An ongoing project to migrate London Underground’s station lights to lower-energy LEDs has seen around a third of the stations converted to the new lighting systems, brightening stations while lowering energy costs.

Oxford Circus is the latest to have been completed, and apart from having brighter, whiter lights, they also use about 60 percent less energy than the older lamps.

More than a third of Tube stations across London – such as Clapham North, Golders Green and Old Street- have been converted to LED lighting, with further stations, such as King’s Cross, Bank, Monument, and Westminster planned for conversion in the coming years.

Clapham North conversion work (c) TfL

Due to the scale and nature of the work, it can only be carried out when stations are closed and power is switched off, which on a 24/7 operational network means very few windows to carry out the work. It also is further complicated by the range of lighting assets in the stations, given that some are heritage stations that need special consideration.

As a result, TfL expects that it will take until 2032 to convert all their stations to LED lighting.

The lower energy bills tend to pay for the cost of replacing the lights over about two years, so the upfront capital costs translate into lower running costs after a couple of years. There are also more savings in future years as LED lamps last so much longer than the older lamps, so the ongoing maintenance cost of replacing lamps is slashed.

Although most of the benefit is cutting costs for TfL, the improved reliability of the lights should see the stations looking a bit better as fewer broken lights are around, which always looks unpleasant, as if maintenance is being missed.

The newer LEDs, aside from consuming less electricity and lasting longer, also put out about 10 percent more light, making the stations a bit brighter.

Transport for London (TfL) is also converted its bus shelters to use LEDs, with some 90% of the shelters now using LED lighting. The entire Elizabeth line is illuminated with LEDs, a decision that was taken back when LED lighting was still novel, and their suppliers often had to design fittings for the new format from scratch.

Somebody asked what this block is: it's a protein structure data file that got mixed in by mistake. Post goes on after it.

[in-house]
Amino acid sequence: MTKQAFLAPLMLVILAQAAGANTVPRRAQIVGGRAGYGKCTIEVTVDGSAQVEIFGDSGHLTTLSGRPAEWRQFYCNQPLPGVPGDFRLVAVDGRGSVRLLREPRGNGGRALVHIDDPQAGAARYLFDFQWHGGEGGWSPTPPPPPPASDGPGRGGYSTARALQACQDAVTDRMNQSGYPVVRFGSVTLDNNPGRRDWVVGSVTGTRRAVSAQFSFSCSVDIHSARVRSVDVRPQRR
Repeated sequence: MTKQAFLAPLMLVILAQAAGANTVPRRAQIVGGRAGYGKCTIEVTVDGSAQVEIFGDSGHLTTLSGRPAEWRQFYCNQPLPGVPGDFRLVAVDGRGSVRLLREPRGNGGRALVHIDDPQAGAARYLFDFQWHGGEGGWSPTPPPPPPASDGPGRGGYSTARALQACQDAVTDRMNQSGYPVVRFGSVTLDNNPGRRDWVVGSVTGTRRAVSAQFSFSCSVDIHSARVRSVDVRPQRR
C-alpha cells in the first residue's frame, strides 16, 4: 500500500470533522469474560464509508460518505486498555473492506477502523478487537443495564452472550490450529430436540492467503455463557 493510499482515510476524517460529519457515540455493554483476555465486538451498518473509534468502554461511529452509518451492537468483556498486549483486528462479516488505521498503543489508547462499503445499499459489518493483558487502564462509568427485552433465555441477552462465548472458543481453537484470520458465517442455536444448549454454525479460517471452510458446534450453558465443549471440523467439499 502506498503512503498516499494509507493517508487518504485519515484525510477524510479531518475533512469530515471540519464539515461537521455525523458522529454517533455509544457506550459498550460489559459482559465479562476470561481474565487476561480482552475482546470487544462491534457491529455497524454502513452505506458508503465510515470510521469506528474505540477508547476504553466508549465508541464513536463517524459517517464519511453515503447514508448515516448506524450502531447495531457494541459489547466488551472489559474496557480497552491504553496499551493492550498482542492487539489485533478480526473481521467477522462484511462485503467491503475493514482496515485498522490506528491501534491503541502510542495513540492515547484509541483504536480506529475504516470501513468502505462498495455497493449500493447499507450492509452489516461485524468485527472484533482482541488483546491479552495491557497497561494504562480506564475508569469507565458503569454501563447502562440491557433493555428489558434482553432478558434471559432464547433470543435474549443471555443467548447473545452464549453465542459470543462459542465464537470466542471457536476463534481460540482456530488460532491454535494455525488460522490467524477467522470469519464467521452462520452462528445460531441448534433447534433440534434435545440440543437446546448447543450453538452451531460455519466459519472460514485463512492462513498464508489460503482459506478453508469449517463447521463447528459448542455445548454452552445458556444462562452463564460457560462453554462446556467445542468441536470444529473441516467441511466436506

Glynn Barton, interim Chief Operating Officer at TfL, said: “Reducing carbon is a critical part of our work to reduce the impact of public transport on climate change. Upgrading stations to LED lighting not only provides a brighter, more welcoming environment for our customers, but it also helps us reduce maintenance costs, and helps make London a greener and more sustainable city for us all.”

As an aside, LED light strips also offer the potential to be more creative in how stations are illuminated, leading to the potential in the future to substantially enhance the appearance of heritage stations when opportunities arise.


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  1. Brian Butterworth says:

    If there’s a list I would say that Redbridge would be top of my list!

  2. Mahul Patel says:

    DLR are doing great work in the LED lights field too.

  3. EC says:

    It’s beggars belief that this hasn’t happened already. Especially given the cost savings/LED lights having been the norm for so long

    • ianVisits says:

      LED lights are still relatively new especially on railways where regulations permitting them only changed a few years ago.

      For example, in domestic homes, the percentage of them using LEDs is still likely to be less than half (the most recent figure I can find is 14% from 2020), so it seems maybe a bit premature to complain about a railway taking time to migrate as well.

  4. Rob says:

    Given how many early LED Street lights failed quickly, with blown power supplies causing them to flash on and off, I’d be a little concerned about those Elizabeth Line lights lasting the distance. Mine you, you get what you pay for.. I’ve found cheap domestic lamps don’t last any longer than CFLs did, and I’ve just had an LED security light fail after a few months, whereas the old Halogen one had lasted at least 20 years.

  5. Chris Rogers says:

    Save even more money at Goodge St by painting it white rather than black at platform level. Yuk.

  6. Rob Healy says:

    I went through Old Street station earlier and didn’t really notice any difference in the lighting on the Northern line platforms.
    I also recall both Marble Arch and Kentish Town receiving LED lights over the last few years when I worked at those stations.
    It was interesting raising a fault with the reporting centre that a “10 year guaranteed” LED tube on the escalator had failed at Marble Arch about 3 months after it had been installed!

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